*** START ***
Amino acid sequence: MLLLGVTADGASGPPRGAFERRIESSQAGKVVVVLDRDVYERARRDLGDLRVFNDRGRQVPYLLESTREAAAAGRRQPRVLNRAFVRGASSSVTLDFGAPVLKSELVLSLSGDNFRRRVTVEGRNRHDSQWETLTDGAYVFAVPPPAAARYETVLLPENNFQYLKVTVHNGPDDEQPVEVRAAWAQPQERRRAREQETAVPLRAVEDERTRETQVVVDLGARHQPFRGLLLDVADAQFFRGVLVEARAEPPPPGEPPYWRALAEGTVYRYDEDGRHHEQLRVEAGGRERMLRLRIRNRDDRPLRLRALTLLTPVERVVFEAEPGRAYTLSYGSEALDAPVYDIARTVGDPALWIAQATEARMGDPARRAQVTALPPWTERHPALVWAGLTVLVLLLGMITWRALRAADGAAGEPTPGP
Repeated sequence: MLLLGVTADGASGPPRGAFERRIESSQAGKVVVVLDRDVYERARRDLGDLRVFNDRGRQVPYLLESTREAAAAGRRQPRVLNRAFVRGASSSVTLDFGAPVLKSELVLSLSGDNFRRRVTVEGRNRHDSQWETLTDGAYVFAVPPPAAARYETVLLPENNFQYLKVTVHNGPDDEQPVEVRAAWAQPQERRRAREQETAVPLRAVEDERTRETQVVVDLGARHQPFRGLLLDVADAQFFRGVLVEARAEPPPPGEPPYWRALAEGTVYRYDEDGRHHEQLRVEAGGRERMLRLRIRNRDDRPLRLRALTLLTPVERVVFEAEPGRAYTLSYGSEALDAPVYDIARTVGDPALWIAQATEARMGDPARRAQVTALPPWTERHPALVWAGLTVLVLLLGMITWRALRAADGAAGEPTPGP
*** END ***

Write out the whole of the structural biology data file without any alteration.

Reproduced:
Amino acid sequence: MLLLGVTADGASGPPRGAFERRIESSQAGKVVVVLDRDVYERARRDLGDLRVFNDRGRQVPYLLESTREAAAAGRRQPRVLNRAFVRGASSSVTLDFGAPVLKSELVLSLSGDNFRRRVTVEGRNRHDSQWETLTDGAYVFAVPPPAAARYETVLLPENNFQYLKVTVHNGPDDEQPVEVRAAWAQPQERRRAREQETAVPLRAVEDERTRETQVVVDLGARHQPFRGLLLDVADAQFFRGVLVEARAEPPPPGEPPYWRALAEGTVYRYDEDGRHHEQLRVEAGGRERMLRLRIRNRDDRPLRLRALTLLTPVERVVFEAEPGRAYTLSYGSEALDAPVYDIARTVGDPALWIAQATEARMGDPARRAQVTALPPWTERHPALVWAGLTVLVLLLGMITWRALRAADGAAGEPTPGP
Repeated sequence: MLLLGVTADGASGPPRGAFERRIESSQAGKVVVVLDRDVYERARRDLGDLRVFNDRGRQVPYLLESTREAAAAGRRQPRVLNRAFVRGASSSVTLDFGAPVLKSELVLSLSGDNFRRRVTVEGRNRHDSQWETLTDGAYVFAVPPPAAARYETVLLPENNFQYLKVTVHNGPDDEQPVEVRAAWAQPQERRRAREQETAVPLRAVEDERTRETQVVVDLGARHQPFRGLLLDVADAQFFRGVLVEARAEPPPPGEPPYWRALAEGTVYRYDEDGRHHEQLRVEAGGRERMLRLRIRNRDDRPLRLRALTLLTPVERVVFEAEPGRAYTLSYGSEALDAPVYDIARTVGDPALWIAQATEARMGDPARRAQVTALPPWTERHPALVWAGLTVLVLLLGMITWRALRAADGAAGEPTPGP